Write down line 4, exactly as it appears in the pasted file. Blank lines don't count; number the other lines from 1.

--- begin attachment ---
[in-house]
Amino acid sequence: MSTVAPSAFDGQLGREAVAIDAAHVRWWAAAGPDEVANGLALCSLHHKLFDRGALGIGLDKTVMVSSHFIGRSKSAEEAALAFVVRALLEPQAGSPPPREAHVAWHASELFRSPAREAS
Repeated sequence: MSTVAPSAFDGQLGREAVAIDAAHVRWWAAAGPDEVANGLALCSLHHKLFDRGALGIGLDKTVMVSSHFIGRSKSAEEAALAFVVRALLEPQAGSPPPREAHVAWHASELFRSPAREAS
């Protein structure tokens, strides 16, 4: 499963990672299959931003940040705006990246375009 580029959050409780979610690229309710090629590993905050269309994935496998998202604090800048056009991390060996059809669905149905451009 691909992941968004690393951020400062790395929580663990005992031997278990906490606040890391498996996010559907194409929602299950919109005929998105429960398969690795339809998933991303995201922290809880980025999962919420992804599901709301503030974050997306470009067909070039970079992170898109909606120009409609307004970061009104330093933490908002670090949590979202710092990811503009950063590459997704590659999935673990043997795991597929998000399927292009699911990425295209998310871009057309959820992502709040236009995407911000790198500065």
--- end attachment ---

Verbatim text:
């Protein structure tokens, strides 16, 4: 499963990672299959931003940040705006990246375009 580029959050409780979610690229309710090629590993905050269309994935496998998202604090800048056009991390060996059809669905149905451009 691909992941968004690393951020400062790395929580663990005992031997278990906490606040890391498996996010559907194409929602299950919109005929998105429960398969690795339809998933991303995201922290809880980025999962919420992804599901709301503030974050997306470009067909070039970079992170898109909606120009409609307004970061009104330093933490908002670090949590979202710092990811503009950063590459997704590659999935673990043997795991597929998000399927292009699911990425295209998310871009057309959820992502709040236009995407911000790198500065």